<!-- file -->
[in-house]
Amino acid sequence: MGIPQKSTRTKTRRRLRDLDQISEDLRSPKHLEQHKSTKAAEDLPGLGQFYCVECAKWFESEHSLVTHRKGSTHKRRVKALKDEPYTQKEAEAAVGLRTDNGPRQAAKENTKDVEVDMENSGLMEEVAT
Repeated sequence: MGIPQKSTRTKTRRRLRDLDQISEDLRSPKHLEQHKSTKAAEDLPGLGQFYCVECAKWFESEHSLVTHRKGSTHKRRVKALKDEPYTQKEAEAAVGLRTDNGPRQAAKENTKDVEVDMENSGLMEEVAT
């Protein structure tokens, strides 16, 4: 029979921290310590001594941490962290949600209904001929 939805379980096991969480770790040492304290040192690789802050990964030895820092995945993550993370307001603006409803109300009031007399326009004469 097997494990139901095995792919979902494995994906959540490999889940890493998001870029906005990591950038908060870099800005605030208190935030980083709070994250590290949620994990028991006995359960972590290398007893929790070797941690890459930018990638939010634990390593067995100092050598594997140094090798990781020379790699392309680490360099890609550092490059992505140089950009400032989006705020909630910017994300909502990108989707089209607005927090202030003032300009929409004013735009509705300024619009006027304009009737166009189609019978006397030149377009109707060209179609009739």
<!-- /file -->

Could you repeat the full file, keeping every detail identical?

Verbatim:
[in-house]
Amino acid sequence: MGIPQKSTRTKTRRRLRDLDQISEDLRSPKHLEQHKSTKAAEDLPGLGQFYCVECAKWFESEHSLVTHRKGSTHKRRVKALKDEPYTQKEAEAAVGLRTDNGPRQAAKENTKDVEVDMENSGLMEEVAT
Repeated sequence: MGIPQKSTRTKTRRRLRDLDQISEDLRSPKHLEQHKSTKAAEDLPGLGQFYCVECAKWFESEHSLVTHRKGSTHKRRVKALKDEPYTQKEAEAAVGLRTDNGPRQAAKENTKDVEVDMENSGLMEEVAT
């Protein structure tokens, strides 16, 4: 029979921290310590001594941490962290949600209904001929 939805379980096991969480770790040492304290040192690789802050990964030895820092995945993550993370307001603006409803109300009031007399326009004469 097997494990139901095995792919979902494995994906959540490999889940890493998001870029906005990591950038908060870099800005605030208190935030980083709070994250590290949620994990028991006995359960972590290398007893929790070797941690890459930018990638939010634990390593067995100092050598594997140094090798990781020379790699392309680490360099890609550092490059992505140089950009400032989006705020909630910017994300909502990108989707089209607005927090202030003032300009929409004013735009509705300024619009006027304009009737166009189609019978006397030149377009109707060209179609009739």